The topic of food intolerance testing has been the subject of recent publications by both the Pharmaceutical Society of Ireland (PSI) and the Health Products Regulatory Authority (HPRA).
The PSI has recently informed pharmacists that they should not offer food intolerance testing services to diagnose food intolerance. The Registrar of the PSI, Niall Byrne has stated that “the only clinically valid method for the diagnosis and treatment of food intolerance is an elimination diet which should be carried out under the supervision of a registered dietician or medical professional”.
Mr Byrne went to say that in line with the Code of Conduct for pharmacist’s tests or health checks should only be performed by pharmacists or offered in pharmacies where there is an established clinical and scientific base and where the validity, accuracy and reliability of the test can be assured.
The communication from the PSI to pharmacists followed a notice issued by the HPRA which advised the public and healthcare practitioners that products being promoted as food intolerance tests cannot diagnose food intolerance. The HPRA went further and advised the public not to act on the results of these test without seeking expert advice from a doctor or registered dietician. The HPRA is the body responsible in Ireland for the regulation of medical devices and products placed on the market for sale.
The HPRA notice was issued following market research it carried out of food intolerance products available in Ireland. The market research included consultation with clinical experts to examine the safety and performance of food intolerance tests. As the cause of food intolerance is not yet known, tests, including blood sample tests and those involving hair and saliva, have little clinical validity.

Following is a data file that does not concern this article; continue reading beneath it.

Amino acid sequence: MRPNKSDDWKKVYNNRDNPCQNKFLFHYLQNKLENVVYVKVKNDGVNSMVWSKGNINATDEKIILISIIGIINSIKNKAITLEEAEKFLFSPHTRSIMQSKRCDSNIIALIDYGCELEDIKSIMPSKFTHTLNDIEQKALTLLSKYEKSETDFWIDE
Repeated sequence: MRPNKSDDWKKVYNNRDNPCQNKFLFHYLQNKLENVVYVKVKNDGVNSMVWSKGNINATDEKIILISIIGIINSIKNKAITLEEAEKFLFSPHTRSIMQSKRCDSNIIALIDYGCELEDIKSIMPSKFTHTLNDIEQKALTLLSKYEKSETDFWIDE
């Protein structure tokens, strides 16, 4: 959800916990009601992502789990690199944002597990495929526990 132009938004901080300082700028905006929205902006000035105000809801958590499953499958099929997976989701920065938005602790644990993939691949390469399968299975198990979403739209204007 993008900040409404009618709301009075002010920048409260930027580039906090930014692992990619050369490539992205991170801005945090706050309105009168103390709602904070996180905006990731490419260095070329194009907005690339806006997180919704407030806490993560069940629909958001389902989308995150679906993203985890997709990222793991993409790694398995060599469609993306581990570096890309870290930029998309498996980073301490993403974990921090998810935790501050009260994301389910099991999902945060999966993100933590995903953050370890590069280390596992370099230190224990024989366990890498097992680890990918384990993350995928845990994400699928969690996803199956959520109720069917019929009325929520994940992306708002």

The distinction between a food intolerance and a food allergy was outlined by the HPRA. Whilst the first can produce unpleasant symptoms the second can cause serious allergic reactions or anaphylaxis
The publications above conform to the Food Safety Authority of Ireland (FSAI) publication “Food Hypersensitivity Food Allergy and Intolerance” published in 2015. The FSAI publication outlines that diagnosis of a food allergy or intolerance should involve medical consultation and notes the unreliability of self-diagnosis.
For people with a food allergy or intolerance the FSAI has initiated an early warning system for those who have registered with FSAI. This system allows a real–time transfer via email and SMS text messaging of information about food allergy issues as FSAI becomes aware of them. Registration is through the FSAI website, which can be accessed here.